Filed under: Comic Reviews, DC Comics | Tags: Clark Kent, Daily Planet, J. Michael Straczynski, Jimmy Olsen, Kal-El, Kents, Lois Lane, Shane Davis, Tyrell
This originally came out back in 2010 but with the release of Volume 2 just last week…..I thought I’d go back and read this…..before reviewing that second volume (Coming soon)
It’s a re-telling of Superman’s origin and has been likened to Marvel’s Ultimate universe where it’s free from the shackles of current continuity. A modern Clark Kent arrives in Metropolis and writer J. Michael Straczynski portrays CK as multi-talented loner struggling between making his super-intelligence or sporting prowess count for something before his last consideration…..the Daily Planet. Unfortunately the decline of the iconic newspaper leaves Clark uninterested and still looking for a direction in his life.
Clark visits his father’s grave to talk things through with him and we see flashbacks to his arrival on earth and growing up with the Kent’s as he deals with his developing powers. The angst is something that is focused on throughout the book and at times it can make Clark a slightly annoying character but that’s really all part of building a different take on the Clark we know – giving him a much truer feeling of being an outsider…..and lets face it….at the end of the day he’s the solitary survivor of an alien race sent to Earth…..that’s as alone as you’re going to get.
A fire at his apartment sees him swooping into to save his belongings which include a shard from the ship that brought him to Earth. A ship that the US Military have hidden away in a secret base to let them continue their investigations into its origin and purpose. The shard triggers some memories in Clark but seems to act as a remote for the ship too as it recovers and erupts into life. The Kryptonian vessel sparks into life as Clark loses consciousness with the sudden wave of information that hits him. Luckily Clark snaps out of that just in time as a new threat appears towards Earth…..an alien invasion led by head villain Tyrell. We’re now into familiar territory where Clark’s quick outfit change sees Superman take Tyrell and his army of robots head-on….although Tyrell is a much more significant threat to our superhero than first thought.
He’s held in an attack from the invaders which leave him seeing his own blood for the first time and feeling real pain. He’s almost defeated as Lois Lane and Jimmy Olsen play their part in releasing the hold on Superman. The extra help gives Superman the lift he needs and we’re caught up in a no-holds barred fight to the finish as Tyrell crumbles under Superman’s power. The graphic novel plays out with Clark Kent submitting an exclusive interview with the Earth’s newly appointed saviour to Perry and securing a new job with an invigorated Daily Planet. An interesting part on this is the mixed reaction the public gives to the new arrival…ranging from complete mistrust to total acceptance. Reminiscent of public opinion today on any number of subjects.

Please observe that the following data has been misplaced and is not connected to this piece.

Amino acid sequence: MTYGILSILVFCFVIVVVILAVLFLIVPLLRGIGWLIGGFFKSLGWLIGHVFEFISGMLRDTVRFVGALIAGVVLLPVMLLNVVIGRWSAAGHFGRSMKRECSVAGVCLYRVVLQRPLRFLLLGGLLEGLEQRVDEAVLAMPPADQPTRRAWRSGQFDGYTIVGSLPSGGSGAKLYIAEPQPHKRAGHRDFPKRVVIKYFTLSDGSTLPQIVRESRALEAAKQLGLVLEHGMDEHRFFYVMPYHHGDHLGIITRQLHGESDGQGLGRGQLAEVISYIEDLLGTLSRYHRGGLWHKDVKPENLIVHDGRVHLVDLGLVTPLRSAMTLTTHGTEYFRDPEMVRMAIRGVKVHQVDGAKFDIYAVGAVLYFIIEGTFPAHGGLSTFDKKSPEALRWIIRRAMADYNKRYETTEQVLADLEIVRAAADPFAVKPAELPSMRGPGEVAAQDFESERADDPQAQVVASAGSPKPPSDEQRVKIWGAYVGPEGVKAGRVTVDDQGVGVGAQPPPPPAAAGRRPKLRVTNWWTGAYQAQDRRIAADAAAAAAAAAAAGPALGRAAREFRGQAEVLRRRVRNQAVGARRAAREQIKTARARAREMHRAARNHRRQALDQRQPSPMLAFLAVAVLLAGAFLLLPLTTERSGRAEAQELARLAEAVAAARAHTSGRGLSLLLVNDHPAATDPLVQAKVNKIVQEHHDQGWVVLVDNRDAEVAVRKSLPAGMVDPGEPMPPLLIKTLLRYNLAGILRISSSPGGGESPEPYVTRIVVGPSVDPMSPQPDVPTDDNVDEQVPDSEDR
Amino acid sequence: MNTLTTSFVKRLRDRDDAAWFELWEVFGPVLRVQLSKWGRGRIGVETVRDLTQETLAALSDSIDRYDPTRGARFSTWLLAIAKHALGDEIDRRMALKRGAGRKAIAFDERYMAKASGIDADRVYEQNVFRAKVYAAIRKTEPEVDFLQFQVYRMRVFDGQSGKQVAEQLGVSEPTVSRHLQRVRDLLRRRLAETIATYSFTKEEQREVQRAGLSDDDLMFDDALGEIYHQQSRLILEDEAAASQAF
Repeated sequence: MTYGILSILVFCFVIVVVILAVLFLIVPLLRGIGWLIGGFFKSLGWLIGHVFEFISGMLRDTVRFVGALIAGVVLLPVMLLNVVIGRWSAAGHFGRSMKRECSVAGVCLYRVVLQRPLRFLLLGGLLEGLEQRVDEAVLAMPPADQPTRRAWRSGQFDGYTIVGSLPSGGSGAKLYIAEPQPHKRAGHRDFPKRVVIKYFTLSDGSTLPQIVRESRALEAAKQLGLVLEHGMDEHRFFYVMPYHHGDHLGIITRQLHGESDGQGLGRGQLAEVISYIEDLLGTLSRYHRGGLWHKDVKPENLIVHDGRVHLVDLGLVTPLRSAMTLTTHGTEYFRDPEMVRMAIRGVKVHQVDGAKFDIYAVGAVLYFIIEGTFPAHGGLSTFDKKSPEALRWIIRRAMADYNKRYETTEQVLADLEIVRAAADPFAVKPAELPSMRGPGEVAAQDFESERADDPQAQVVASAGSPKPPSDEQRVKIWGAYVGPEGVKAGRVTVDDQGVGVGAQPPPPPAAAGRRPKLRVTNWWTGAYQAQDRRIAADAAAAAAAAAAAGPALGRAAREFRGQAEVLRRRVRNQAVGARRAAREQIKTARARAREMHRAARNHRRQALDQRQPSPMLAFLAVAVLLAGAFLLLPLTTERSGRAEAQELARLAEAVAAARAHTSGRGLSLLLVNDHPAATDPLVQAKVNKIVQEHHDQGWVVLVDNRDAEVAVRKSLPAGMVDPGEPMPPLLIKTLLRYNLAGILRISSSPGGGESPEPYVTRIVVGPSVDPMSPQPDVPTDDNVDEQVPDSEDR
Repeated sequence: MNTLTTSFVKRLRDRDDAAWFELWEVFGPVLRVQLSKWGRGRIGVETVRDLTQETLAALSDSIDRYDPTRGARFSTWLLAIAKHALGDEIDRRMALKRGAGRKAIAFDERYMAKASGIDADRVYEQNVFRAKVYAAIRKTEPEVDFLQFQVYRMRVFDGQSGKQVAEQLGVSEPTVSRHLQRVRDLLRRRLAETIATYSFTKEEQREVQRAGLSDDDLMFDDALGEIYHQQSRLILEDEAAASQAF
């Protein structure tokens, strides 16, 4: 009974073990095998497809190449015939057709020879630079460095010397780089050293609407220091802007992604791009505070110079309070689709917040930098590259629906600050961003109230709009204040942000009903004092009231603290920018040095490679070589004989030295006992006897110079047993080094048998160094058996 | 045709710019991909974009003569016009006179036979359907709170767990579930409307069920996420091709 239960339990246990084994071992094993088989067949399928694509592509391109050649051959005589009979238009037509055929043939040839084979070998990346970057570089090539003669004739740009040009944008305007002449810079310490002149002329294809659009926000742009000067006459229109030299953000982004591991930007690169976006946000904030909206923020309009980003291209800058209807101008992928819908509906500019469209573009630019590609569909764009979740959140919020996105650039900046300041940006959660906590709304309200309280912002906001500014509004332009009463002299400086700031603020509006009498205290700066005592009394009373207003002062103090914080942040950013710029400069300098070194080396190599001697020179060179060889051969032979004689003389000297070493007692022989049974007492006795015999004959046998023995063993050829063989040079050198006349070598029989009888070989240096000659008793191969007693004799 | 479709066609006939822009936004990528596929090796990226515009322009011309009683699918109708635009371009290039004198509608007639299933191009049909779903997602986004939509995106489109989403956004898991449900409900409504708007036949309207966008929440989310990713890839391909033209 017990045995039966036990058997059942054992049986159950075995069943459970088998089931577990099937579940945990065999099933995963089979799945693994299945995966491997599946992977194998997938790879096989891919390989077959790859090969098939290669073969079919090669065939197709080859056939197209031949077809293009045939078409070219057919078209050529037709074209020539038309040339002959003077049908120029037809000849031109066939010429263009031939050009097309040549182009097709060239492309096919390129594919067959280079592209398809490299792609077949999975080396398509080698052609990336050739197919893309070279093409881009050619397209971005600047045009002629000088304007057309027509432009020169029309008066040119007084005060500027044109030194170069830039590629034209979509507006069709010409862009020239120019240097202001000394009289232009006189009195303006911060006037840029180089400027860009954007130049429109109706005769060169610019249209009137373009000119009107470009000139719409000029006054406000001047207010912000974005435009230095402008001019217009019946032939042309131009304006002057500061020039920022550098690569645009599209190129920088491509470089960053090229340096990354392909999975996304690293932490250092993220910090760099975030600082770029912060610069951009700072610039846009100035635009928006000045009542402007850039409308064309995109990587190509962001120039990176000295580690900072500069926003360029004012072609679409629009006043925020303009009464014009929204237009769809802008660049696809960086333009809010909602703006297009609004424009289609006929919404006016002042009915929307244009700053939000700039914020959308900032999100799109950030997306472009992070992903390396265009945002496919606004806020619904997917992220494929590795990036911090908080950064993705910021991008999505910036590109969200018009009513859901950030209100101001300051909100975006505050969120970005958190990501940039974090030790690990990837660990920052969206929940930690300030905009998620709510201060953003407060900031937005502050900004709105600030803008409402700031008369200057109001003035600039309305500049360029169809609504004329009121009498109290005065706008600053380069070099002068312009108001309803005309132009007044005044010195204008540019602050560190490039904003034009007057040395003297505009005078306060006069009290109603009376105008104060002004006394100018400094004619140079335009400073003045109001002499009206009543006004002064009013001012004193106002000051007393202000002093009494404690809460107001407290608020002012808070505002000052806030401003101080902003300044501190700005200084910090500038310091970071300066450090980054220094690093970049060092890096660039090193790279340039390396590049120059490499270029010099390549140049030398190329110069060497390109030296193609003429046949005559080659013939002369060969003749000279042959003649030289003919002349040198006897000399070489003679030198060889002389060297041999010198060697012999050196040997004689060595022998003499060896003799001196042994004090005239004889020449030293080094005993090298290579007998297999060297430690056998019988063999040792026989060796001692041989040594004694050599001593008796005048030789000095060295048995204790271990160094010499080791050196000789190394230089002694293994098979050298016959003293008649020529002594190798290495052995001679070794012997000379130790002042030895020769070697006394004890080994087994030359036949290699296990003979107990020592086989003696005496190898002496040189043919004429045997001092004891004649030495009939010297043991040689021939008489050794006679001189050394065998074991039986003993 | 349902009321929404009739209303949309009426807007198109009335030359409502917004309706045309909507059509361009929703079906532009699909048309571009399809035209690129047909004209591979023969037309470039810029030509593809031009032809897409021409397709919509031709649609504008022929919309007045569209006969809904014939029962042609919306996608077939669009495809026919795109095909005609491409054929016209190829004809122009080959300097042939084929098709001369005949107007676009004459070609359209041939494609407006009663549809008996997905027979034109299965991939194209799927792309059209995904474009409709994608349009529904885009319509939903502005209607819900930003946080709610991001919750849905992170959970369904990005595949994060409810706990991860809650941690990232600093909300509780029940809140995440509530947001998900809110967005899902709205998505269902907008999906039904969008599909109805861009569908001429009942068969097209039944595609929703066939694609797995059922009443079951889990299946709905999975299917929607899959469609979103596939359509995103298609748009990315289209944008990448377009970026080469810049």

For me this is a real success and something I can return to again and again……strange for a character I’ve not related to all that much in his original incarnation. It’s perhaps the fact that this has been a direct release to graphic novel and there’s no monthly wait for the next part but I’ve enjoyed a number of Straczynski’s releases before. The angst can be wearing a bit at times but again that seems fitting in building Clark/Kal-El as a true outsider…..making him as separate from the other human characters as possible. The back-up cast of the Daily Planet regulars and the US Military backup are strongly written and given a similarly modern feel in an attempt to tweak the characters from their original appearances.
Tyrell is fairly typical villain with all the flaws we’d expect – overconfident in his power and falling just short of fulfilling his plans as our hero steps in. Quite one-dimensional in comparison to some of the other enemies we know Superman has had in the regular DC universe and really only built-up to play his part in getting Clark to his big break into the Daily Planet office. The writing is strong but it’s not exactly a wow factor for this volume but it’s backed up with strong approach to the art from Shane Davis.
Where it’s muted tones help capture the feel of the scenes well and the depictions of Superman’s weightlessness during flight seem to capture just the right angles and movement to make it believable. The action is kept tight and it flows well and even though we move from Metropolis to the Military base and back as the story progresses it still maintains a strong flow and sense of worth in the telling of the story.
A strong addition to the Superman lore and a smart escape from the continuity I’ve mentioned earlier……and these Earth One books come as a welcome change of pace, even getting me interested in characters that I might not have gravitated to before. We’ve even seen a Batman: Earth One book too (reviewed here) and again that was a welcome change of pace and interesting take on a well known character.
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